aloges From Germany, joined Jan 2006, 9289 posts, RR: 38
Reply 2, posted (3 years 9 months 5 days 1 hour ago) and read 1548 times:
The best portable hard drive is of course one that is in your portable computer. You can upgrade to a larger internal drive and use the old one in an external case for extra storage. If your laptop has an optical drive, you should also look into replacing that with a second HDD and putting the optical drive into an external enclosure. I have done just that recently and am quite happy with the decision.
As for your link, are you planning on buying from the store in Manhattan or will you have the item shipped to you? I'm asking because I thought the staff were very professional indeed when I went there for a camera lens. If you go to the store, they will be able to help.
Finally, a recommendation: anything that is advertised with a "Military-Grade Drop Rating" is suspect. You're not going to be using it in combat (Or are you? ) and dropping a spinning/working HDD from any sort of considerable height is a very bad idea in all cases - pun fully intended. So instead of spending money on anti-drop damage voodoo, I would spend have spent on size and interfaces. If you can get (for a justifiable price) a case or case/drive combination that offers more and faster connectivity than USB 2.0, go for it.
Quoting northstardc4m (Reply 1): For straight backup I like Western Digital MyBooks but they are heavy drives and require external power.
Mine has never disappointed me and works a treat after moving homes with me twice.
Walk together, talk together all ye peoples of the earth. Then, and only then, shall ye have peace.
photopilot From Canada, joined Jul 2002, 3092 posts, RR: 16
Reply 4, posted (3 years 9 months 5 days 1 hour ago) and read 1536 times:
I've got a couple of the "Western Digital My Passport" USB powered external drives and have been using them for quite a few years. Travel with me on my foreign trips and they've never let me down. They range from 250 G (my smallest) up to 1 TB, my largest. I like the fact they are USB powered so I'm not lugging around another power adaptor that needs to be plugged in.
Klaus From Germany, joined Jul 2001, 21631 posts, RR: 53
Reply 8, posted (3 years 9 months 5 days ago) and read 1521 times:
Reliability depends primarily on how you're treating the drive, much more so than on the make or model.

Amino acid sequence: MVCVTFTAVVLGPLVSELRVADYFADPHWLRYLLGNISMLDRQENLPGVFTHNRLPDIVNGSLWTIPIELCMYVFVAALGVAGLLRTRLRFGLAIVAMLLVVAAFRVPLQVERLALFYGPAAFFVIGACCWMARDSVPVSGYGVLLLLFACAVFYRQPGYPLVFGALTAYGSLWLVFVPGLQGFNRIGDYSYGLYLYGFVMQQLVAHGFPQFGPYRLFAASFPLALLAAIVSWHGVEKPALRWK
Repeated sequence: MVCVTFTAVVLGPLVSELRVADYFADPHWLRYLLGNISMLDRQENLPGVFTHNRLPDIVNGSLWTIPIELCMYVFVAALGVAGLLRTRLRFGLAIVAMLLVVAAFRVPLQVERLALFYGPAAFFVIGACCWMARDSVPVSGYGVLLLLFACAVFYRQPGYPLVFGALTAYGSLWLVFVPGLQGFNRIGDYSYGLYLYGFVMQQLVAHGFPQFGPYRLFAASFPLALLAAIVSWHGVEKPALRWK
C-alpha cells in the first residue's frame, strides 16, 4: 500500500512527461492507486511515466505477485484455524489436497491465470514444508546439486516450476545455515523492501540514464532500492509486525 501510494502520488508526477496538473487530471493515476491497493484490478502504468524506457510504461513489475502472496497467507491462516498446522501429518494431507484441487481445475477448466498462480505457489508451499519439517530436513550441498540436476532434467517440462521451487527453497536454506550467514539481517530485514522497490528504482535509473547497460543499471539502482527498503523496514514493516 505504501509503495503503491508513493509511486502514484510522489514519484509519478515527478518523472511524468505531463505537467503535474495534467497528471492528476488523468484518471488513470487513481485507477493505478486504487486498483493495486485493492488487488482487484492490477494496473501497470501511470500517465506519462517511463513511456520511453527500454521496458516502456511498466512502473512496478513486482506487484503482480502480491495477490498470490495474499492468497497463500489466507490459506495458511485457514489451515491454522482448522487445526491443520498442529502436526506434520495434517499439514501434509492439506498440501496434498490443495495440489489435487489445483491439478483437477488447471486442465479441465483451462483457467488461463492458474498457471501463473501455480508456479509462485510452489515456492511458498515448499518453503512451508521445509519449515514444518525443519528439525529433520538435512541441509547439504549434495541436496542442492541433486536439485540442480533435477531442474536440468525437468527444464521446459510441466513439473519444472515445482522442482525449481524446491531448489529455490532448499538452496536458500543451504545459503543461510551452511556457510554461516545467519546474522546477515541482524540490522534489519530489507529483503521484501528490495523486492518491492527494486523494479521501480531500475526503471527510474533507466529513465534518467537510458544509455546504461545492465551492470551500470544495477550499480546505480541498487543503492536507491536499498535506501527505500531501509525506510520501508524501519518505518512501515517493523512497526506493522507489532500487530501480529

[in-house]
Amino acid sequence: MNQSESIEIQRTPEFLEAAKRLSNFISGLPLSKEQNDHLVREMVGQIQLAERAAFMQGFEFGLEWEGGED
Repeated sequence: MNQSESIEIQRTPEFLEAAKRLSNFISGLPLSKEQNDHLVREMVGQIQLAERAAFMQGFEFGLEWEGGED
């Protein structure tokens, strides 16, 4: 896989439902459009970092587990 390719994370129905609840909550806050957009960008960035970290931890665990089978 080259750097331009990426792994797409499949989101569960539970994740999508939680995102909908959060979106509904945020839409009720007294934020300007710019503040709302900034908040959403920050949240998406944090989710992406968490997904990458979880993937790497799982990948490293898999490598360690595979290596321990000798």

If you take great care to not jostle it while it's connected and to keep it away from hard shocks at any time, pretty much any proper disk will do (I personally use two 1TB GoFlex Seagate drives as secondary "flying" backups in addition to two stationary FireWire drives for TimeMachine).
If you want or need to use it while mechanical bumps or vibration can't be avoided (such as while driving, flying, riding a train or just because you don't want to be bothered with mechanical protection), a flash drive may be a better bet. Theoretically flash drives will deteriorate over time, but it is rather unlikely that you'll ever actually experience data errors due to wear, particularly before it's time to upgrade to a newer drive anyway.
For backup purposes, don't rely on a single backup drive. Get at least two and alternate between them, keeping the respective other drive stored in a safe place until it's its turn again.
alberchico From United States of America, joined Sep 2004, 3054 posts, RR: 0
Reply 9, posted (3 years 9 months 5 days ago) and read 1515 times:
Quoting aloges (Reply 2): As for your link, are you planning on buying from the store in Manhattan or will you have the item shipped to you? I'm asking because I thought the staff were very professional indeed when I went there for a camera lens. If you go to the store, they will be able to help.
Thanks for your detailed response. I will most likely go to the store and ask for their advice on a particular model before buying it. If a hard drive requires a USB 3.0 and your computer only has a 2.0 will you have any issues transferring files ?
short summary of every jewish holiday: they tried to kill us ,we won , lets eat !